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Spain leader vows hard line as hundreds of thousands protest austerity

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And the austerity pains are unlikely to abate anytime soon. Despite Spain's contracting economy amid years of austerity, the European Union has been emphatic that it will not budge on its order that Spain cut its deficit to 3 percent of GDP by 2013, although it has been flexible about targets for this year.

The political costs of being in government

But toeing the EU line now comes with political costs. Mr. Rajoy, whose party handily won national elections in November, is losing political support on several fronts.

In March 25 regional elections, his Popular Party failed to boot the Socialists from power in their historic bastion of Andalucia, Spain’s most populated and second-biggest autonomous region. Polls suggested a landslide victory from Rajoy’s party and the government went as far as defying Europe by delaying its 2012 budget proposal and its most severe cuts until after the vote to secure the win.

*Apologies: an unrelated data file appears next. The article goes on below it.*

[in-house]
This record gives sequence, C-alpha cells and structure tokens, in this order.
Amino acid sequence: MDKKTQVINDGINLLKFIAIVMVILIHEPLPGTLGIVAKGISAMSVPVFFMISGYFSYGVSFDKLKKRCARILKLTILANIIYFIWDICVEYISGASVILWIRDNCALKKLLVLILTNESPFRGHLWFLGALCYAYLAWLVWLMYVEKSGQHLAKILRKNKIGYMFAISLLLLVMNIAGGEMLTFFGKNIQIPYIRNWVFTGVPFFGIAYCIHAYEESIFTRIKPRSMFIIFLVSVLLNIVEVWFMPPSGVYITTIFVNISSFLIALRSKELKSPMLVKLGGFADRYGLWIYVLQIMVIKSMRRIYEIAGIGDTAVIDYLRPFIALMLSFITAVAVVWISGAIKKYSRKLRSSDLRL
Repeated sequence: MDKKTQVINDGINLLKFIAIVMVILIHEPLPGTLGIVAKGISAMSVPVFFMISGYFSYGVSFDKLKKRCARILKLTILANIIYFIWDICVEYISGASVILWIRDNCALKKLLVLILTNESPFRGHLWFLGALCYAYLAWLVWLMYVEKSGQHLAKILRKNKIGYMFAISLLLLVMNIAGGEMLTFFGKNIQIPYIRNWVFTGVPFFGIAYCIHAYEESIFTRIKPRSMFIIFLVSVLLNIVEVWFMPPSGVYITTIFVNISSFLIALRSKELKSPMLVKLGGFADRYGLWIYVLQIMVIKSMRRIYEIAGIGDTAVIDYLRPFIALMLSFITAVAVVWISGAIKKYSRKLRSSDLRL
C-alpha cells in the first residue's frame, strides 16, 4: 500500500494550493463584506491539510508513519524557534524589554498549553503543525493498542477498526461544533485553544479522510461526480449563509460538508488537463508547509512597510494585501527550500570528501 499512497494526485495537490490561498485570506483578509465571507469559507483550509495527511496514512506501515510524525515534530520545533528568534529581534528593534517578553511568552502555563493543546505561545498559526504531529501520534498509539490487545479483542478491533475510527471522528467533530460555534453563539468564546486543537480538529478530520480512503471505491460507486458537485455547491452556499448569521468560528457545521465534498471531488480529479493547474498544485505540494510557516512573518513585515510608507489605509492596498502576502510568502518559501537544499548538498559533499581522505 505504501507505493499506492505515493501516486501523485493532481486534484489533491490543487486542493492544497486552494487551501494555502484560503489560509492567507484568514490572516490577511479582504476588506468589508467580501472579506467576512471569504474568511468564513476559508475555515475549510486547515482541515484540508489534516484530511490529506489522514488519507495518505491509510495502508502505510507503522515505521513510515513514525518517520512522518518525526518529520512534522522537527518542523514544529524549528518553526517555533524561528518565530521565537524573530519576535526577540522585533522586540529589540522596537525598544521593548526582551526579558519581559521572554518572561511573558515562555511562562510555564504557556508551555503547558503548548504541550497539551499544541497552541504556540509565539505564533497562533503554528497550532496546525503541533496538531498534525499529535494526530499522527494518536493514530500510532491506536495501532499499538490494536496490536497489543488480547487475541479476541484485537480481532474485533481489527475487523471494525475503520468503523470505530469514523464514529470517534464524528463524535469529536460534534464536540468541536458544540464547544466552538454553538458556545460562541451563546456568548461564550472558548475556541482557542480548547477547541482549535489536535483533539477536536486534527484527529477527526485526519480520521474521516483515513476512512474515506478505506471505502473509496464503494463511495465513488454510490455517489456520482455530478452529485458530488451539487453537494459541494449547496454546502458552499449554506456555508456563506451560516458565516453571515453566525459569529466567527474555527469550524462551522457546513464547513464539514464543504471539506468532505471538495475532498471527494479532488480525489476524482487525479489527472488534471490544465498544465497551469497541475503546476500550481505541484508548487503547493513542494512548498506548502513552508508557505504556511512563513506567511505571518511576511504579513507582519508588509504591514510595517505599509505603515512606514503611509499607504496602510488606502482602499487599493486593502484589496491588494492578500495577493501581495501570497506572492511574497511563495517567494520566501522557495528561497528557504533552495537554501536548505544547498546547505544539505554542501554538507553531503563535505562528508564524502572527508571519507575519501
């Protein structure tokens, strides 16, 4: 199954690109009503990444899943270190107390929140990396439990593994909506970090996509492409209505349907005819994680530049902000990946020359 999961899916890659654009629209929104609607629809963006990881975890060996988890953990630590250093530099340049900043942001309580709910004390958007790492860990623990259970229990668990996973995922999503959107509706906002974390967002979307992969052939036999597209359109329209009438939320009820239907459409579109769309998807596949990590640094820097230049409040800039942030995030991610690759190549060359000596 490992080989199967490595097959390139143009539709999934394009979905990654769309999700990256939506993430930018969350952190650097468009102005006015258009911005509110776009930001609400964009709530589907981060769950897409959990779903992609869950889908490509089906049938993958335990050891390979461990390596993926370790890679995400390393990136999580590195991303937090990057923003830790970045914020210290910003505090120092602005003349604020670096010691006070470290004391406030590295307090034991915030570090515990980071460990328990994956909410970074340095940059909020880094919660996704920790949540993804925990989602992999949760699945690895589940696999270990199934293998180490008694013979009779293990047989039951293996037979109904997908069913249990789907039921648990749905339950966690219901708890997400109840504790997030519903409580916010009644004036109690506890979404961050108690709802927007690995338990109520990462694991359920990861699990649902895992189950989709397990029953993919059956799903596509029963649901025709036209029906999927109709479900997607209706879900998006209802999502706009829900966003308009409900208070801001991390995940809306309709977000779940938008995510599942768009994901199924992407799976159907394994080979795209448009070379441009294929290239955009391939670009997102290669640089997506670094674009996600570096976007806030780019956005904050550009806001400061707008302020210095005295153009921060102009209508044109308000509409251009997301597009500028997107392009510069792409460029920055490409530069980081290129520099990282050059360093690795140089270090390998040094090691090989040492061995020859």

In the end, though, most of the votes the Socialists lost went to other parties, exposing the political cost of the economic reforms Rajoy's party instituted in its first 100 days of government.

Rajoy is also facing internal dissent from the more conservative wing of his party, which is demanding even more austerity, on top of a reversal of the hallmark liberal social policies of the previous government, including abortion and education reform.

But the government, through Labor Minister Fátima Báñez, made it clear it will not backtrack just hours before tomorrow's 2012 budget presentation, when it will reveal the details of its budget.  

“The reformist path is unstoppable,” Ms. Báñez said. The party already won an absolute majority in Parliament, “the home of dialogue and negotiation,” she said, suggesting the government has no need to negotiate.

“This is not going to stop,” says Fermín Bouza, sociology professor in the Universidad Complutense de Madrid, and an expert in voter sentiment and public opinion.

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